• Entertainment: 3/5
  • Artistic:              2/5
  • Intellectual:       0/5

Paris – 2008

parisAfter deeply enjoying the Auberge Espagnole trilogy and Le Peril Jeune, I decided to branch out into the rest of Klapisch’s filmography. I had high hopes for Paris. I tend to be a sucker for films set in and inspired by the city of lights. Klapisch’s contribution to the cohort seems to fall a little flat.

Paris is a multi-strand story, pulling together stories from neighbours, relatives, acquaintances and strangers to make a coherent whole, a cohesive Parisian community if you will. The trouble is that very few of the characters are established strongly enough in the beginning. We are presented with a flurry of people all more or less the same, middle class and unhappy with their lot in life. Out of these a couple stick out as the “main” protagonists. Romain Duris plays Pierre, a Moulin rouge dancer who is now dying of a heart defect. Fabrice Lucchini is a professor grieving for his father and his own youth. Meanwhile Juliette Binoche plays an unhappy divorcee, but then has Juliette Binoche ever played someone who was in any way romantically fulfilled? Fortunately these three do end up being the characters that are focused on most closely, especially Pierre. There’s an idea that everything we see has been invented by Pierre to fill the boredom of being bedbound but it’s not filled out as an idea and it wouldn’t really change anything either way. Everyone else fades into a melee of one-scene wonders. Even the ones that do recur are so poorly defined that it’s difficult to remember which is which.

In a film that seems to want to genuinely celebrate the diversity of life in Paris having these three, relatively mundane stories as the focus with everyone else as peripheries rather unfortunately reinforces the class issues Klapisch seems to want to bring out. Conversely if these were the only stories Klapisch is interested in, why muddy the water with the other characters at all? There is ample material in these stories that is glossed over for the sake of much more forgettable characters.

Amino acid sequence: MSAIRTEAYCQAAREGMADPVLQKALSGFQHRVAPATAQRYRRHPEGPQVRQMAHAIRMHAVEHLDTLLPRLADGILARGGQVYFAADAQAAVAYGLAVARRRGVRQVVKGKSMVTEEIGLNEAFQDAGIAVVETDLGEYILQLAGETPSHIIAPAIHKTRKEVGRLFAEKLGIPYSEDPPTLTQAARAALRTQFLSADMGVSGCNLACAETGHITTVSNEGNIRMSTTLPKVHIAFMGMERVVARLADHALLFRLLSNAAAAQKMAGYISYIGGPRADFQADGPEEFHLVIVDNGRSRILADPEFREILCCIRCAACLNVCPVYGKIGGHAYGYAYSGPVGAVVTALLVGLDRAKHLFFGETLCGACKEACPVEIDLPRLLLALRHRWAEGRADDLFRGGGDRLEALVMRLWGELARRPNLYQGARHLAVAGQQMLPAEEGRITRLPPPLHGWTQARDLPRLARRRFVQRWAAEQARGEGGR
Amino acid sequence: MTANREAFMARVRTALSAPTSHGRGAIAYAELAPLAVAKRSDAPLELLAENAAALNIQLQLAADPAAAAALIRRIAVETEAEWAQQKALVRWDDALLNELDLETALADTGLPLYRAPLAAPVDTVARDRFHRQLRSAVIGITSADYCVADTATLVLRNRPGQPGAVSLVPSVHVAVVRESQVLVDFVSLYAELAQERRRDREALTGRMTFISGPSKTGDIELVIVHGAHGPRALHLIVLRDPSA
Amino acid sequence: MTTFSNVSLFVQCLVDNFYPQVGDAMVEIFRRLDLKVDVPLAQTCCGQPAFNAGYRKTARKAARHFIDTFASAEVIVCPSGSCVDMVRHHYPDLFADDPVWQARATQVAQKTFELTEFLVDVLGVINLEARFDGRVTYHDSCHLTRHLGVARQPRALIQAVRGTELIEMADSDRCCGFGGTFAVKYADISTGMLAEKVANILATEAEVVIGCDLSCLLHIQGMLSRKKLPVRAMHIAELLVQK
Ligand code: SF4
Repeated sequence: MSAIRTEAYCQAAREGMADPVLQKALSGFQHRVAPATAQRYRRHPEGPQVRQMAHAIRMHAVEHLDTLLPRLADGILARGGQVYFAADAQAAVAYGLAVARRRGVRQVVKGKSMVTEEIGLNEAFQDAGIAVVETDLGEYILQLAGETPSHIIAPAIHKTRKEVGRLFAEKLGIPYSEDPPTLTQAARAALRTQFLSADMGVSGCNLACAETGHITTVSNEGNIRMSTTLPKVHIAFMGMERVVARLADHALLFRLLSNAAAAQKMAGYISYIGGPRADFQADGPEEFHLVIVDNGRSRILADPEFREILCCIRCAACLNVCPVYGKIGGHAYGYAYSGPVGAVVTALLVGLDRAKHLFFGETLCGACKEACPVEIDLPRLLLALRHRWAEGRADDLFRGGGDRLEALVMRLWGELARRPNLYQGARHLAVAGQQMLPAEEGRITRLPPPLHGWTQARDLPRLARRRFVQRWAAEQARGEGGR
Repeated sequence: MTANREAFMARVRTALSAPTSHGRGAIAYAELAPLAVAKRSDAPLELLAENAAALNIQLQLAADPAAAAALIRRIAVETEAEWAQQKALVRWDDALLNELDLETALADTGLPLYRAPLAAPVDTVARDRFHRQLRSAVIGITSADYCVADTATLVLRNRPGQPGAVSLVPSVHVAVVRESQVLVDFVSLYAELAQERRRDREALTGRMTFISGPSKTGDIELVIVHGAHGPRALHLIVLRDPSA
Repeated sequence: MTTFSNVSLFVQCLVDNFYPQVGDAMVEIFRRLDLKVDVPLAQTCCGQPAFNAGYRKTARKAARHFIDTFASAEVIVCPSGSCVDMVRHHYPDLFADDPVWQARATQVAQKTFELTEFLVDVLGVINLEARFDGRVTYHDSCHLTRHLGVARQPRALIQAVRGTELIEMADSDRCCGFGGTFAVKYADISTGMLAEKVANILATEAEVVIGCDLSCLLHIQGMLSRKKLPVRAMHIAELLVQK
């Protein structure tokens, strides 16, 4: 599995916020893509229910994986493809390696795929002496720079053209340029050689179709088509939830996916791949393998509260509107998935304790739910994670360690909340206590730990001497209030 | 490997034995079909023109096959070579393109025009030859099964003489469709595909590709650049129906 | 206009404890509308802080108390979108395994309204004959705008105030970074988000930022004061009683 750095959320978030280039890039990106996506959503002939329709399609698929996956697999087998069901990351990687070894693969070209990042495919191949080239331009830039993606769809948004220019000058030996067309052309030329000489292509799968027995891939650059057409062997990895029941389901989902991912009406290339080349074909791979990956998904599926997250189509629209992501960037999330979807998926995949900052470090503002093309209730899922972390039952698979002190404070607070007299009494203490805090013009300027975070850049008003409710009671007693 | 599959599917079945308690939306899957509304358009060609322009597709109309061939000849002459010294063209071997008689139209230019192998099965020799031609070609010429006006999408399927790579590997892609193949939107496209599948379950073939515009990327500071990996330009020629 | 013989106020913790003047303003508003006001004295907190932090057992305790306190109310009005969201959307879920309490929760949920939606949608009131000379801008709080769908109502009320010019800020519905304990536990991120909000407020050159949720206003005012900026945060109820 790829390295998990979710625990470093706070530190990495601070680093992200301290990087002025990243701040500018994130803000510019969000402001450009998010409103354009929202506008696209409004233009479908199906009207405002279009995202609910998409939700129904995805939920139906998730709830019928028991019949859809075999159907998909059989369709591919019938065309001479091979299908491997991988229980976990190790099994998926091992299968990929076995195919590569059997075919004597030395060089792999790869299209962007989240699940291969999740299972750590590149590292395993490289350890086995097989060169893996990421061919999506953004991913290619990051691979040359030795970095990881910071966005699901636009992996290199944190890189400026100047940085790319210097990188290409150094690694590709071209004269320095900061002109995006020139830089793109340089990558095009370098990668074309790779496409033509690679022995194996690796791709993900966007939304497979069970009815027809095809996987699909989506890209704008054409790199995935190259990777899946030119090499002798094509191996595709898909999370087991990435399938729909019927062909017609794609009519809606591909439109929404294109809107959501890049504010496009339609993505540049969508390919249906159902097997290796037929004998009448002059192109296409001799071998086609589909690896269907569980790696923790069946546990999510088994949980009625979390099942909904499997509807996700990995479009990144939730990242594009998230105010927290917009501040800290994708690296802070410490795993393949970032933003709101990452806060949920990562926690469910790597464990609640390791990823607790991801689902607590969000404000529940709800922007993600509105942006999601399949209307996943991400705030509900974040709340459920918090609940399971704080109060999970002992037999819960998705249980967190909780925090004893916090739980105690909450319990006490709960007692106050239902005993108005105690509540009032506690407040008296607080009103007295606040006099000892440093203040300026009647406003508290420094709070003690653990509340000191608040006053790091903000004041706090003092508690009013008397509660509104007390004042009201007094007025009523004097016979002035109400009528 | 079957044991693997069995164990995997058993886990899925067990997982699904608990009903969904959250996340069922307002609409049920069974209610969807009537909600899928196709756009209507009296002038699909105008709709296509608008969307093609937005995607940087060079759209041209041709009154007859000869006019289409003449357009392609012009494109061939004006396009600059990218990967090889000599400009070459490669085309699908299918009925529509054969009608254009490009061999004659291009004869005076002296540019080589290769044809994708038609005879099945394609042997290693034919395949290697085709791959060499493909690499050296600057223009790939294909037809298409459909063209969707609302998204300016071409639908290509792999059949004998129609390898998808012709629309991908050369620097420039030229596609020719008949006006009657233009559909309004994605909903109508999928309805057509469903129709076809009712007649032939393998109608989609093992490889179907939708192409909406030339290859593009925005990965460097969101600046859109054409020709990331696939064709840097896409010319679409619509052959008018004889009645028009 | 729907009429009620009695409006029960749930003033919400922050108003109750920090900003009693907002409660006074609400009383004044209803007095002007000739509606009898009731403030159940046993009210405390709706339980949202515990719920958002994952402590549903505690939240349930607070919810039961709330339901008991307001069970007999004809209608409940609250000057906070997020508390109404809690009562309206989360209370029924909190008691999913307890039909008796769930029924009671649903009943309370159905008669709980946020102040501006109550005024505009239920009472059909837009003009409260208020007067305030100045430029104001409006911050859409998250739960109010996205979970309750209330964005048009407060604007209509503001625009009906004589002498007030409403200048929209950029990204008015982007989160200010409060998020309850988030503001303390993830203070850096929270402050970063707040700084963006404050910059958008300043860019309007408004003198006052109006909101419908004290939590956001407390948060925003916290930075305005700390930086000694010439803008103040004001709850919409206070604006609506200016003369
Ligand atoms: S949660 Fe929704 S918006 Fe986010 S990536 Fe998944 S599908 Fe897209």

Quite apart from all this, Paris is one of the most painfully cynical films I’ve seen in recent memory. The overall message seems to be one of futility. We all will die. Happiness is something we perceive in other people but no one has. Most of all, the idea that everyone you love will die or move on seems to be championed throughout the film. There are flashes of genius in how this is put together, Duris’ performance is incredibly moving throughout. His pain and nostalgia is felt implicitly by the viewer as he looks through old photo albums. It’s impossible not to sympathize with him. Yet Duris’ performance is isolated in a singularly bizarre and miserable film.

  • Entertainment: 2/5
  • Artistic:             4/5
  • Intellectual:      3/5

We Can’t Hear the Mime made a film!

This post isn’t a review. In fact this post is entirely unlike anything else I have posted before on this blog. May this serve as official warning.

As most of you will have guessed the person who writes these reviews is a film lover, in fact the person writing these reviews, me, is a filmmaker. My film is currently in the running for the Sundance London short film competition, for both the overall prize and the Community Choice Award. The Community Choice Award is determined entirely by public vote. All the voting requires is a Facebook or Twitter account. It would mean a lot to me if all of you who have read and appreciated my reviews over time could watch my film and vote. Thank you.